I strongly suggest you don’t dinner and a movie with this one.
Okja is the story of an unusual kind of creature, a super-pig, somewhat a combination of a pig with a rhino and a manatee. In the opening scene of the film, Lucy Mirando (Tilda Swinton) explains to a crowd of people (and, as such, the viewer) that her company, the Mirando Corporation, is looking to introduce this animal to the public. She reveals that 26 of these “baby super-pigs” have been shipped to various people around the world, as part of a ten-year contest to see which one grows to be the healthiest, and then that one will be the representative of their “super-pig project.” The eventual contest winner is Okja, who has been cared for by 14-year-old Mija (Ahn Seo-hyun) and her grandfather in the mountains of South Korea.
When Okja is proclaimed the winner, the Mirando Corporation’s television spokesperson, Dr. Johnny Wilcox (Jake Gyllenhaal), comes to take Okja back to the United States. Mija, however, is too attached to Okja and is heartbroken to find that her grandfather was not able to obtain ownership. Shortly after, Okja is driven away in a truck bound for the airport, and a determined Mija runs after and latches onto the truck. Chasing around South Korea, Mija comes across a group of animal rights activists who are also after Okja, and reveal to Mija that there is more to this “super-pig project” than she is aware of. What follows from there is an unforgettable journey, and when I say unforgettable, I do not mean for the better. This film just might make you go Vegan.
I should mention that the director of this film is Bong Joon-Ho, who previously directed Snowpiercer. What made Snowpiercer an interesting experience was how inconsistent its tone was, and this allowed for some absurdly creative moments with a refreshingly dark subtext. Okja has some of that same flair, but the absurdity is more concentrated around certain characters (including a Korean truck driver who shows no concern when in the middle of a car chase), while the scenes involving Mija are more dramatic and heavy. The film also contains a strong message regarding animal cruelty. The tone of the film is relatively tame for the first hour, and then the mood starts to change when Mija actually arrives in America and learns what is to become of Okja.
The second half features many scenes involving the treatment of super-pigs, with some being incredibly hard to watch, while others are just odd. One scene in particular involves people eating a tube of jerky, similar to how Tilda Swinton snacked on a “protein block” in Snowpiercer. Though the jerky in this film is not made out of cockroaches, this scene will conjure the same reaction.
Swinton is one of the finest actresses working in cinema today, and Bong Joon-Ho must notice something offbeat in her, because in both Snowpiercer and Okja, she plays outlandish characters with little to no subtly. While we’re on the subject, all of the American cast members in this movie are a bit over-the-top in their performances. Jake Gyllenhaal is insanely loony as Dr. Wilcox. Shirley Henderson, who you may remember as the high-pitched Moaning Myrtle from Harry Potter, plays Mirando’s secretary, and that high-pitched voice is back with a vengeance. Even Paul Dano and Lily Collins as members of the animal rights group seem a tad off in their delivery. The one American actor who is not over-the-top is Giancarlo Esposito, but his performance actually seems too subtle for certain scenes.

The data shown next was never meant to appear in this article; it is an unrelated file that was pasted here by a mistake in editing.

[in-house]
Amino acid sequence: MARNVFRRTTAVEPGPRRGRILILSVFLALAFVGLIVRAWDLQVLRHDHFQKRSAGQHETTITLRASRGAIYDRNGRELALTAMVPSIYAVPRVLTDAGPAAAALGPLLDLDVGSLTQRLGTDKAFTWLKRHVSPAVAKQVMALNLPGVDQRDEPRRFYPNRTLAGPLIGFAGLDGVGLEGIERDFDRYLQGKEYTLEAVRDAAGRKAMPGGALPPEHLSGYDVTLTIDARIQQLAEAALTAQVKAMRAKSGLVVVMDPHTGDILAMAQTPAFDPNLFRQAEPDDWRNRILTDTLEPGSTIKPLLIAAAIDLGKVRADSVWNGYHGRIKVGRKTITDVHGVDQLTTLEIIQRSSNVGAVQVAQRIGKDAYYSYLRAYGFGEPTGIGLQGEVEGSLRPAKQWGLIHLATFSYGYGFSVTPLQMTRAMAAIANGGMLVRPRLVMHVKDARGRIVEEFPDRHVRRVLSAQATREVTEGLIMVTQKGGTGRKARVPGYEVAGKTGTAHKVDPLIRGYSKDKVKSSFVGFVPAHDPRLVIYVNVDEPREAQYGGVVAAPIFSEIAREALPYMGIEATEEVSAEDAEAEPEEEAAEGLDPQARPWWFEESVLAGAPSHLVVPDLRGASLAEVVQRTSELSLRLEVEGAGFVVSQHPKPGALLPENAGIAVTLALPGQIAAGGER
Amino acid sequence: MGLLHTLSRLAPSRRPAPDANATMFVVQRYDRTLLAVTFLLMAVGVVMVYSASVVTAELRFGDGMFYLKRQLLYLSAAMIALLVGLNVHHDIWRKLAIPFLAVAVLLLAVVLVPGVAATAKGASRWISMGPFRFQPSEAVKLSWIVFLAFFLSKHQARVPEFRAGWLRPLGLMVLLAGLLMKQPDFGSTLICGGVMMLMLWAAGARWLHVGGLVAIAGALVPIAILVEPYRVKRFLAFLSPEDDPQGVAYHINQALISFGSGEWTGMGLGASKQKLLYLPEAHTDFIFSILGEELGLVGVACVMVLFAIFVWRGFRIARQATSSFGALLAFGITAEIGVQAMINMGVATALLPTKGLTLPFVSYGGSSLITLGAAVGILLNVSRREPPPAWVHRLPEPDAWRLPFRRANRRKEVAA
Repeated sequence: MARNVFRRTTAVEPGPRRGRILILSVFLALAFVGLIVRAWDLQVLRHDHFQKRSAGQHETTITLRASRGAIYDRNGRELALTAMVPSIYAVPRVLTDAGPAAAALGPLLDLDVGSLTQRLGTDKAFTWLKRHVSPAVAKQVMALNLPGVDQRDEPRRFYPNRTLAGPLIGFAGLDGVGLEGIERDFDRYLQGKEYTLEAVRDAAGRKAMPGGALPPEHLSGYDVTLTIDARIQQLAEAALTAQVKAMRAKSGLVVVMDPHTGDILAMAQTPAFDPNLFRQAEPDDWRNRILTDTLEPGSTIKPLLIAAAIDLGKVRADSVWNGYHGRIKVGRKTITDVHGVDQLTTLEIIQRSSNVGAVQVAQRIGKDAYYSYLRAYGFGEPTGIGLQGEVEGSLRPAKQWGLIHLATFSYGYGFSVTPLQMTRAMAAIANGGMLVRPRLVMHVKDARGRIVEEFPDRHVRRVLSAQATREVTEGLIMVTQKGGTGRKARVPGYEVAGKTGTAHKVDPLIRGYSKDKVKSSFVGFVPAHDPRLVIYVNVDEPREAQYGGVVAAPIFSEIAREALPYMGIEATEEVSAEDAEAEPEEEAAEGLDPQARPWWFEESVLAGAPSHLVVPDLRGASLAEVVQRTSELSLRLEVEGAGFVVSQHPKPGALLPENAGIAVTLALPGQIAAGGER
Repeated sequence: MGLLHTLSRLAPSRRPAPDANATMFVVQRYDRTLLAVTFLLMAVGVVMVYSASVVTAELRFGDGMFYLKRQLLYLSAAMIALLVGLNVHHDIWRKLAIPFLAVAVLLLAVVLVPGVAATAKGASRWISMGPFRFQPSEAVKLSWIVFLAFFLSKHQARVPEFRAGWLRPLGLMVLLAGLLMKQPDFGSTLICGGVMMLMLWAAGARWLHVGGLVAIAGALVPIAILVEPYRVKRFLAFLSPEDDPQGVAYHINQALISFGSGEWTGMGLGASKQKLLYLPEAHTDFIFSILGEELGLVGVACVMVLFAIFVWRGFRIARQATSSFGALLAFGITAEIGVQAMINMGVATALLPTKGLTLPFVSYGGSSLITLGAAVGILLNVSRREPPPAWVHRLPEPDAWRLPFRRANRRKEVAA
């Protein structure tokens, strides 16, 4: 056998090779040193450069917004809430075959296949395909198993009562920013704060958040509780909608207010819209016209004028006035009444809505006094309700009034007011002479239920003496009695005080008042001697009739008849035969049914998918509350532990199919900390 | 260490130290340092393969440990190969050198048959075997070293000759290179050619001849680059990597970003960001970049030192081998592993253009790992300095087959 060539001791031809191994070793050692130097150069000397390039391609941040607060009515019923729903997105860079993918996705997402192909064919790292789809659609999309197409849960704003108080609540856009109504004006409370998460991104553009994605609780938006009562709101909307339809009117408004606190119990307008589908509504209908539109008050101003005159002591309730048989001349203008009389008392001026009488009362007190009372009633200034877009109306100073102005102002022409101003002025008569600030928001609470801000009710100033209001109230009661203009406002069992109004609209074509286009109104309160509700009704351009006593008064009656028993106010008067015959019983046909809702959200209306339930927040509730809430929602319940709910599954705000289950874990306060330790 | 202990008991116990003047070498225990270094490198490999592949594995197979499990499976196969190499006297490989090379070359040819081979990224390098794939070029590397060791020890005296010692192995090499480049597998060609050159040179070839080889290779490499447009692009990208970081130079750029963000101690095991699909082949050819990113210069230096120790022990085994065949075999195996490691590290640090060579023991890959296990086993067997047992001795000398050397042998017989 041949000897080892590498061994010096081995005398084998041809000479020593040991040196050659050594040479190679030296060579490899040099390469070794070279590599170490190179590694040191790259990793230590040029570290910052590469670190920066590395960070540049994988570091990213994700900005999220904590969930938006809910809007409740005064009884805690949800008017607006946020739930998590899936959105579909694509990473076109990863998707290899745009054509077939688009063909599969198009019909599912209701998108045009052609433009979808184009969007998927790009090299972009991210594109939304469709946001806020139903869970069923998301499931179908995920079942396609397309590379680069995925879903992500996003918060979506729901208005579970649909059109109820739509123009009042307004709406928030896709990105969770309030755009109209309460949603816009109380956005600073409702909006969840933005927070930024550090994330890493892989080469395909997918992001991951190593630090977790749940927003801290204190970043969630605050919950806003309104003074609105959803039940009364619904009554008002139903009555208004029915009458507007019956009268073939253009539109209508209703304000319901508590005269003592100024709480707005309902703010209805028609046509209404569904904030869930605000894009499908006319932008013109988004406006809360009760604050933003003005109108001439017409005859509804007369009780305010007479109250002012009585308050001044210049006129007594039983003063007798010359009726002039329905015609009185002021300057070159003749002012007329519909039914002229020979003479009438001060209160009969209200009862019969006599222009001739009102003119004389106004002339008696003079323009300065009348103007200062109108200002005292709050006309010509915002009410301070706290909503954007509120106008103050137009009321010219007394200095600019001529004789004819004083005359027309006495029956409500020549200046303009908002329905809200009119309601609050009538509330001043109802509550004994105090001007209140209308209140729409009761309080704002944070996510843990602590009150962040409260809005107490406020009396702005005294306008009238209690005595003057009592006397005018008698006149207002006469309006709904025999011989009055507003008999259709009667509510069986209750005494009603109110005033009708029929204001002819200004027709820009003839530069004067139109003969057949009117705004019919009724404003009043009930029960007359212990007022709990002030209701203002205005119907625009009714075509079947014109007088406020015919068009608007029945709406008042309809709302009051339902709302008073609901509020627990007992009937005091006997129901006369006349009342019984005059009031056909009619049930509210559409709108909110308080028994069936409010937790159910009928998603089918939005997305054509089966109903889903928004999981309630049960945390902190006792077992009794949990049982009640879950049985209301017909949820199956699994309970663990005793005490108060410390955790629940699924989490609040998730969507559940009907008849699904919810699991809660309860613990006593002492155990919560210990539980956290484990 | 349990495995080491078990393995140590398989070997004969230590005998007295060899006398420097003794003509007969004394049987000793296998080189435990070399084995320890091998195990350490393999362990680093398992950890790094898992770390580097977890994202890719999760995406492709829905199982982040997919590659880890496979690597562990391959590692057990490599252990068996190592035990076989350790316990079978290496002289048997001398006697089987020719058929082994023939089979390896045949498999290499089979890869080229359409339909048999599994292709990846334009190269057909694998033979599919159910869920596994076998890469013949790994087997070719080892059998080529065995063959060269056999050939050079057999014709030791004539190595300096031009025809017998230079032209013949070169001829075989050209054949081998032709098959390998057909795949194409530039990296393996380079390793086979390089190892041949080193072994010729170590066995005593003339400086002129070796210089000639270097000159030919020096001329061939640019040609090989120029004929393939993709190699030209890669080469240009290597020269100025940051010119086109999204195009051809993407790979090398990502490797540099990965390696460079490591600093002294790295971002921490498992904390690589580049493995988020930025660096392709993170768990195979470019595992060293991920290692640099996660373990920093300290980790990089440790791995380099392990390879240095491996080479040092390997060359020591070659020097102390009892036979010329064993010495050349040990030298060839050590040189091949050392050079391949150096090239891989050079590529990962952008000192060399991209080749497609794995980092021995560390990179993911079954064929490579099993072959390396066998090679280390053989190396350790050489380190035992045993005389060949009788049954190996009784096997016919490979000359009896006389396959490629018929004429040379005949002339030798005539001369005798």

Though I cannot tell you what happens at the end, I will say that there is a line that Mija’s grandfather says in the beginning that foreshadows a character’s fate. While Okja may be a little unclear on where the story is heading for most of its runtime, the final sequence suddenly brings everything full circle.
On the down side, there are a few moments in the film that seem too absurd or unrealistic. For example, Mija is practically knocked off the moving truck during the first chase scene, and is able to walk without any signs of pain. She also somehow manages to survive slamming her body into a glass wall, trying to break into a facility. Well, if John Wick can survive a two-story fall without a scratch, I suppose anything is possible.
Okja is a strange film, yet also a fascinating one. Director Bong Joon-Ho’s trademarks are all over this movie, and he manages to tell a tale that, while hard to watch in places, does have its moments of hilarious absurdity. This is especially evident in the over-the-top acting by the American cast, because while it is a bit odd to watch, it does add to the film’s charm, and makes the story more unpredictable. In the end, the film makes such a poignant statement on animal cruelty, that I assure you that you will lose your appetite for meat.
NOTE: Stick around after the credits, for there is an additional scene. What happens in it not only emotionally contradicts the ending of the film, but also suggests a possible sequel of sorts. I guess everyone wants to make a cinematic universe now.
Okja will be released through Netflix on June 28th.